ACCESS: Top Secret
- Sep 27, 2006
- Reaction score
This is based on the heavily disguised model shown at the Paris AirShow.
I just want to know why the British insisted on multinational collaboration rather than pursuing the UKVG as a purely indigenous British aircraft. I've heard from some places that the British government had mandated that they would only procure multinational planes in the future, but I have not been able to verify this. If it's true I would like to know what their reasoning was. I've always been all about country of origin of aircraft, I just don't see the merits of multinational aircraft. Different requirements between different countries and political disagreements lead to delays and cost overruns which negate any advantage in shared development costs, plus it takes away from the national pride that developing an advanced military aircraft brings. Morale is important. Last part is just my two cents, if anyone has any info on the British government requiring multinational collaboration, please share.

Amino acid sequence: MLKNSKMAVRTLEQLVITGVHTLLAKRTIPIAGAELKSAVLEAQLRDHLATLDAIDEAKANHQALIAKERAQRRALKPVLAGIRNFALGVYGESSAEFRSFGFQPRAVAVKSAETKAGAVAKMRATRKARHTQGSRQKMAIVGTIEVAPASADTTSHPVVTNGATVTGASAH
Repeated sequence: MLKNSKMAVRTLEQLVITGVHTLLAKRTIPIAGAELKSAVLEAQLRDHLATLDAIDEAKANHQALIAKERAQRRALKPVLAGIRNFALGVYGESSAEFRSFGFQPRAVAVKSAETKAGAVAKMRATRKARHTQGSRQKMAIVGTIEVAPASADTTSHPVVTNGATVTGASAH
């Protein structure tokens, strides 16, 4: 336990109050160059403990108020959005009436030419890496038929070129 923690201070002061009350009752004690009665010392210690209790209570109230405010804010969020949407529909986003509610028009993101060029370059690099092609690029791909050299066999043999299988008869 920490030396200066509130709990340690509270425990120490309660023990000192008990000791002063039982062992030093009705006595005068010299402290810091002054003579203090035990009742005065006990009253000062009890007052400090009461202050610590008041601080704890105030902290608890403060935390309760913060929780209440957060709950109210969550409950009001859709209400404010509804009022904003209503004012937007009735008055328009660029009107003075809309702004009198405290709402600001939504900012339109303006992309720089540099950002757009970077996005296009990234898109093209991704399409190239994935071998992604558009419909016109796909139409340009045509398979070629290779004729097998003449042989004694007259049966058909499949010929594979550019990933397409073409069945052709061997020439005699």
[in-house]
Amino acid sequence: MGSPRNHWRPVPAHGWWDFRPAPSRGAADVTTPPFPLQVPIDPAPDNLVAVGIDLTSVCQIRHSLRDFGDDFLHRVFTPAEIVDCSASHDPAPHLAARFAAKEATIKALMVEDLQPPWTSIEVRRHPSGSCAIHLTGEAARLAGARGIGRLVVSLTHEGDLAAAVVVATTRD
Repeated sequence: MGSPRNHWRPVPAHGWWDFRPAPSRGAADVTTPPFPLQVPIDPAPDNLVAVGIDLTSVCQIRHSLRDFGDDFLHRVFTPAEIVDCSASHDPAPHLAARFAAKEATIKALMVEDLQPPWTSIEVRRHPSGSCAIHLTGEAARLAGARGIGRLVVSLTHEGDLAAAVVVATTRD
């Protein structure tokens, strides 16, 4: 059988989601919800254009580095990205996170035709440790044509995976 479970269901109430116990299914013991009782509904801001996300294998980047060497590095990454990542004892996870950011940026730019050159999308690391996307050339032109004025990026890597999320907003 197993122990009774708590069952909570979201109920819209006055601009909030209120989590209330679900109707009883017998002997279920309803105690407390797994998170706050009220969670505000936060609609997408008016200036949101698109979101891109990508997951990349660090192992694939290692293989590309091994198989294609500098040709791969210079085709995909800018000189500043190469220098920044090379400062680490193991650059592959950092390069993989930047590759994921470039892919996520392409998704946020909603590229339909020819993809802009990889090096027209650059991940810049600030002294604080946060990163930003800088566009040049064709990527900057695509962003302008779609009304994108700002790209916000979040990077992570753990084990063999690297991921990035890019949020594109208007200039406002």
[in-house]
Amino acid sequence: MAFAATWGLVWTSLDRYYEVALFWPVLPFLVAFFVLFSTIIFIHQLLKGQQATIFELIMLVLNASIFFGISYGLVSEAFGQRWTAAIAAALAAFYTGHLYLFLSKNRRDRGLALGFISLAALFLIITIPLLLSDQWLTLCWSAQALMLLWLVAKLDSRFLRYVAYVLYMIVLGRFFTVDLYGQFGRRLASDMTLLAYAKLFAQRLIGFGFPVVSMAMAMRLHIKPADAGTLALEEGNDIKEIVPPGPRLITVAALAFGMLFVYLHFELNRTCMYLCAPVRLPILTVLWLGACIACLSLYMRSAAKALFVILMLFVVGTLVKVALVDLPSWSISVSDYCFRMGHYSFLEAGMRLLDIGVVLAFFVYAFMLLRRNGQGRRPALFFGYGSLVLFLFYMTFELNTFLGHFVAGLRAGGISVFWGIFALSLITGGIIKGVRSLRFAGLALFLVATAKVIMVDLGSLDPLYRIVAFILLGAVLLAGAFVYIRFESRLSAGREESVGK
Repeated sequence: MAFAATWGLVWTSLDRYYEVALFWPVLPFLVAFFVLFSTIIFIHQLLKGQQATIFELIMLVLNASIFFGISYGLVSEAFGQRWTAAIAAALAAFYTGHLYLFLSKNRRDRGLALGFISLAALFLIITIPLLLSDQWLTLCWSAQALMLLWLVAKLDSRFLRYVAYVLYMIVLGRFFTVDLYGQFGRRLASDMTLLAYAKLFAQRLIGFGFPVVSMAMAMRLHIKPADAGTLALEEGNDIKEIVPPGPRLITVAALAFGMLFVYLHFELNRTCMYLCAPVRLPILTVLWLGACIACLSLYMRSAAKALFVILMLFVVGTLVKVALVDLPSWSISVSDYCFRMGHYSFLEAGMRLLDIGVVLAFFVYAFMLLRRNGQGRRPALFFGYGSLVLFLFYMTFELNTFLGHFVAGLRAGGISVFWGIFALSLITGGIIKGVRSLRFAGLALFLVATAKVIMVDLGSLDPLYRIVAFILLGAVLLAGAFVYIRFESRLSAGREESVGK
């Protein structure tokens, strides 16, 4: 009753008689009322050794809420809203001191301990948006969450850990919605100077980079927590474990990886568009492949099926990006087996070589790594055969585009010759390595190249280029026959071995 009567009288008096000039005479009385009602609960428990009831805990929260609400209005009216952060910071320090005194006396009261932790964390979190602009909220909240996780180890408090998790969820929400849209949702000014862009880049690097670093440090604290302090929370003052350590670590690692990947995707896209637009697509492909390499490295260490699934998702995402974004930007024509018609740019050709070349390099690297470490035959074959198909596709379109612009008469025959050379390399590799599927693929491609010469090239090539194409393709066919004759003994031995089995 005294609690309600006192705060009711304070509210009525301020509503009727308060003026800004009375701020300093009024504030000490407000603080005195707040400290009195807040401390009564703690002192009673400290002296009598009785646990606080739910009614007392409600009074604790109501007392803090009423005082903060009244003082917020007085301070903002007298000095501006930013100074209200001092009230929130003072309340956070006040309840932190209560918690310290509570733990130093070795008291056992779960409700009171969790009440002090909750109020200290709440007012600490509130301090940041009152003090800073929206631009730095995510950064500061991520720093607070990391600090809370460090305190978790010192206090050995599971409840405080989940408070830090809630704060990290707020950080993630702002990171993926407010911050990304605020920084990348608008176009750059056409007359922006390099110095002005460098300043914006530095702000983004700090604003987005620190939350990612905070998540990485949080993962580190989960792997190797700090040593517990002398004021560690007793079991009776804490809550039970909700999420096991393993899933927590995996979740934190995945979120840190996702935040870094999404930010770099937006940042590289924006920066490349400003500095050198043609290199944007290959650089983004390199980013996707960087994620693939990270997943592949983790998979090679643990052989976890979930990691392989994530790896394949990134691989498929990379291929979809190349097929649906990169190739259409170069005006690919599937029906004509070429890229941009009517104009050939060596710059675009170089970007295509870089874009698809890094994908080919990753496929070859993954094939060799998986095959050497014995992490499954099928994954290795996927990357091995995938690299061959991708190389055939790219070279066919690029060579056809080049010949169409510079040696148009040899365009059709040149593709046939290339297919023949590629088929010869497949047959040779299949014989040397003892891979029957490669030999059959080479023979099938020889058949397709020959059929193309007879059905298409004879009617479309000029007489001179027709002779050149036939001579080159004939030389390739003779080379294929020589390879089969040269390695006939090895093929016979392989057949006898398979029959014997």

Is there any additional information specifically about the NKF? I've tried to research this aircraft (want to get an idea of how much Germany actually contributed to the final production model design of the Tornado) but there's nothing about it online, if anyone has any background on the NKF I would love to read about it.From "Meilensteine der Luftfahrt: Die deutschen Senkrechtstarter", DaimlerChrysler Aerospace:
An artist impression of the NKF and a 3-view of the Panavia 100, the single seat version of
the MRCA Tornado.